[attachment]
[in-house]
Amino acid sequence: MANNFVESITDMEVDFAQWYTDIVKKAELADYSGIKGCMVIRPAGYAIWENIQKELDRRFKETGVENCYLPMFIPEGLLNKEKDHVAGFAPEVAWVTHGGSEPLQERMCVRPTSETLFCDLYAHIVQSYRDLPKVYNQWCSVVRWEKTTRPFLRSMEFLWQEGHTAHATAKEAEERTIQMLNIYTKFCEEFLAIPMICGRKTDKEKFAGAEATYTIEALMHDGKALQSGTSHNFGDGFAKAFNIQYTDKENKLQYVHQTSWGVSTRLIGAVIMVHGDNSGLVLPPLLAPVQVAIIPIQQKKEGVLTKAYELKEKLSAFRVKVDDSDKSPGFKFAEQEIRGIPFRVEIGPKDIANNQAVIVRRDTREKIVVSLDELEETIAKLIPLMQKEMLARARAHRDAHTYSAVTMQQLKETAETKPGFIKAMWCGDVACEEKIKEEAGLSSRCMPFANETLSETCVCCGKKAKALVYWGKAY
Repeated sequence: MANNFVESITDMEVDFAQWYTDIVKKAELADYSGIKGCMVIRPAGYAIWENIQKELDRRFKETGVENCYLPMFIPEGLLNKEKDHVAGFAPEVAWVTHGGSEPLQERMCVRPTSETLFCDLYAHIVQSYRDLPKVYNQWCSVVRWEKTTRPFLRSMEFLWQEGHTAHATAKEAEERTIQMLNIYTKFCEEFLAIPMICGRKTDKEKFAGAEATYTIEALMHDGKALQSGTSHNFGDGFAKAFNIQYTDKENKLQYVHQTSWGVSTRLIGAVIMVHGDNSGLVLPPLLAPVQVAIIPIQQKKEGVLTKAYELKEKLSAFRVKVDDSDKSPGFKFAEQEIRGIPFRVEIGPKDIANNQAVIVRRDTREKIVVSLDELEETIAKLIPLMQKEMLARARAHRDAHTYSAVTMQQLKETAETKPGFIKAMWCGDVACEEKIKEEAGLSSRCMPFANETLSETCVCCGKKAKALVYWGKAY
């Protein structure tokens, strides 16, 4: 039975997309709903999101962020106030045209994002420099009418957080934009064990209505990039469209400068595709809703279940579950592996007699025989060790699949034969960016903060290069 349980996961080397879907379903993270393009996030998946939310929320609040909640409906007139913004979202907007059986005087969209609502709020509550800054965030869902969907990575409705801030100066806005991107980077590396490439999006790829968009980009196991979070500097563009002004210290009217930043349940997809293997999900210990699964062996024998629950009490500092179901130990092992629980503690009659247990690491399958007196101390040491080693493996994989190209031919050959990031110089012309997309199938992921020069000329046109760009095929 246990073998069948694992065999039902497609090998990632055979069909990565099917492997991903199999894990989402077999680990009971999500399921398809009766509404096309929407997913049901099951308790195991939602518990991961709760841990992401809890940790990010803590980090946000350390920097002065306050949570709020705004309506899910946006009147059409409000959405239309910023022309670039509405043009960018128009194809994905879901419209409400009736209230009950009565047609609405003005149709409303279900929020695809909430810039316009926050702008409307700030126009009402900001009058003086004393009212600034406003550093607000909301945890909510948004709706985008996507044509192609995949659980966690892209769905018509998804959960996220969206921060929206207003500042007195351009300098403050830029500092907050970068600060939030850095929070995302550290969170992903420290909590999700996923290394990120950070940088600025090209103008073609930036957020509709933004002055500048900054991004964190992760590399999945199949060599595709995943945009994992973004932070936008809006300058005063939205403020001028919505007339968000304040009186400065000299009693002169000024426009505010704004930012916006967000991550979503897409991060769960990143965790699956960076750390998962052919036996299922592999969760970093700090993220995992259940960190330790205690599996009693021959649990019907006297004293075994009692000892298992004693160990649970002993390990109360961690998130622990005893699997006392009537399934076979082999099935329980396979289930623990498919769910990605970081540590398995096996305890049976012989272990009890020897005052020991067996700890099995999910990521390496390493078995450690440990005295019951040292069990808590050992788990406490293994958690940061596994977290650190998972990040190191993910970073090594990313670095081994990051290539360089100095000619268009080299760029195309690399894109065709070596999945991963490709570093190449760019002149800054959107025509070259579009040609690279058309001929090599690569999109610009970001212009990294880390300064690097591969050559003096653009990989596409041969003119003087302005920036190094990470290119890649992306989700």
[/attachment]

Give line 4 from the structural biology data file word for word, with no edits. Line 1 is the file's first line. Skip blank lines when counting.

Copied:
């Protein structure tokens, strides 16, 4: 039975997309709903999101962020106030045209994002420099009418957080934009064990209505990039469209400068595709809703279940579950592996007699025989060790699949034969960016903060290069 349980996961080397879907379903993270393009996030998946939310929320609040909640409906007139913004979202907007059986005087969209609502709020509550800054965030869902969907990575409705801030100066806005991107980077590396490439999006790829968009980009196991979070500097563009002004210290009217930043349940997809293997999900210990699964062996024998629950009490500092179901130990092992629980503690009659247990690491399958007196101390040491080693493996994989190209031919050959990031110089012309997309199938992921020069000329046109760009095929 246990073998069948694992065999039902497609090998990632055979069909990565099917492997991903199999894990989402077999680990009971999500399921398809009766509404096309929407997913049901099951308790195991939602518990991961709760841990992401809890940790990010803590980090946000350390920097002065306050949570709020705004309506899910946006009147059409409000959405239309910023022309670039509405043009960018128009194809994905879901419209409400009736209230009950009565047609609405003005149709409303279900929020695809909430810039316009926050702008409307700030126009009402900001009058003086004393009212600034406003550093607000909301945890909510948004709706985008996507044509192609995949659980966690892209769905018509998804959960996220969206921060929206207003500042007195351009300098403050830029500092907050970068600060939030850095929070995302550290969170992903420290909590999700996923290394990120950070940088600025090209103008073609930036957020509709933004002055500048900054991004964190992760590399999945199949060599595709995943945009994992973004932070936008809006300058005063939205403020001028919505007339968000304040009186400065000299009693002169000024426009505010704004930012916006967000991550979503897409991060769960990143965790699956960076750390998962052919036996299922592999969760970093700090993220995992259940960190330790205690599996009693021959649990019907006297004293075994009692000892298992004693160990649970002993390990109360961690998130622990005893699997006392009537399934076979082999099935329980396979289930623990498919769910990605970081540590398995096996305890049976012989272990009890020897005052020991067996700890099995999910990521390496390493078995450690440990005295019951040292069990808590050992788990406490293994958690940061596994977290650190998972990040190191993910970073090594990313670095081994990051290539360089100095000619268009080299760029195309690399894109065709070596999945991963490709570093190449760019002149800054959107025509070259579009040609690279058309001929090599690569999109610009970001212009990294880390300064690097591969050559003096653009990989596409041969003119003087302005920036190094990470290119890649992306989700």